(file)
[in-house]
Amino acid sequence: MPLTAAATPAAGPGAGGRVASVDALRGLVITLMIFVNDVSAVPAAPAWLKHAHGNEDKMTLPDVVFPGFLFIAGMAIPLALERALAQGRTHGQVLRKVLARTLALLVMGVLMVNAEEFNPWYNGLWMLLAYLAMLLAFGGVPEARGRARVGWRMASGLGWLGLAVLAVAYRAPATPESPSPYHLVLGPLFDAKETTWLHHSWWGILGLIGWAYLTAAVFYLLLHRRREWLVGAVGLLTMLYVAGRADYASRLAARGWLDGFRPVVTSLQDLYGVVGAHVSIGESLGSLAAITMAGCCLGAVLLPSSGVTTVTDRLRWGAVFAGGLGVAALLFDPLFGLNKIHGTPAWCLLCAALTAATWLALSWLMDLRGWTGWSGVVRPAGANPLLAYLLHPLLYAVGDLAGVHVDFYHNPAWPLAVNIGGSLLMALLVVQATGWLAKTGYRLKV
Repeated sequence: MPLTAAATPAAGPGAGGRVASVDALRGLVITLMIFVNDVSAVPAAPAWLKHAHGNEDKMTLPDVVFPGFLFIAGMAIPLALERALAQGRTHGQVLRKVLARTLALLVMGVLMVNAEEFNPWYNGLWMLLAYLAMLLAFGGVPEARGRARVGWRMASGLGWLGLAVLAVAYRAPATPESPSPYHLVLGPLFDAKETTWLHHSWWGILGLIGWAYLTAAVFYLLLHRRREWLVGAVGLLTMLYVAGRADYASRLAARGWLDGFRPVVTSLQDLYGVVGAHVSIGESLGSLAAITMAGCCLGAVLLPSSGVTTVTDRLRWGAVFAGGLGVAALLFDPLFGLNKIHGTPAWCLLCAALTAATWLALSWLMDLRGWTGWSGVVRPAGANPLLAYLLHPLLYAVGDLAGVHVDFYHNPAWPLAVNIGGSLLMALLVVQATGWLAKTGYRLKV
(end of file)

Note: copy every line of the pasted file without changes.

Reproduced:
[in-house]
Amino acid sequence: MPLTAAATPAAGPGAGGRVASVDALRGLVITLMIFVNDVSAVPAAPAWLKHAHGNEDKMTLPDVVFPGFLFIAGMAIPLALERALAQGRTHGQVLRKVLARTLALLVMGVLMVNAEEFNPWYNGLWMLLAYLAMLLAFGGVPEARGRARVGWRMASGLGWLGLAVLAVAYRAPATPESPSPYHLVLGPLFDAKETTWLHHSWWGILGLIGWAYLTAAVFYLLLHRRREWLVGAVGLLTMLYVAGRADYASRLAARGWLDGFRPVVTSLQDLYGVVGAHVSIGESLGSLAAITMAGCCLGAVLLPSSGVTTVTDRLRWGAVFAGGLGVAALLFDPLFGLNKIHGTPAWCLLCAALTAATWLALSWLMDLRGWTGWSGVVRPAGANPLLAYLLHPLLYAVGDLAGVHVDFYHNPAWPLAVNIGGSLLMALLVVQATGWLAKTGYRLKV
Repeated sequence: MPLTAAATPAAGPGAGGRVASVDALRGLVITLMIFVNDVSAVPAAPAWLKHAHGNEDKMTLPDVVFPGFLFIAGMAIPLALERALAQGRTHGQVLRKVLARTLALLVMGVLMVNAEEFNPWYNGLWMLLAYLAMLLAFGGVPEARGRARVGWRMASGLGWLGLAVLAVAYRAPATPESPSPYHLVLGPLFDAKETTWLHHSWWGILGLIGWAYLTAAVFYLLLHRRREWLVGAVGLLTMLYVAGRADYASRLAARGWLDGFRPVVTSLQDLYGVVGAHVSIGESLGSLAAITMAGCCLGAVLLPSSGVTTVTDRLRWGAVFAGGLGVAALLFDPLFGLNKIHGTPAWCLLCAALTAATWLALSWLMDLRGWTGWSGVVRPAGANPLLAYLLHPLLYAVGDLAGVHVDFYHNPAWPLAVNIGGSLLMALLVVQATGWLAKTGYRLKV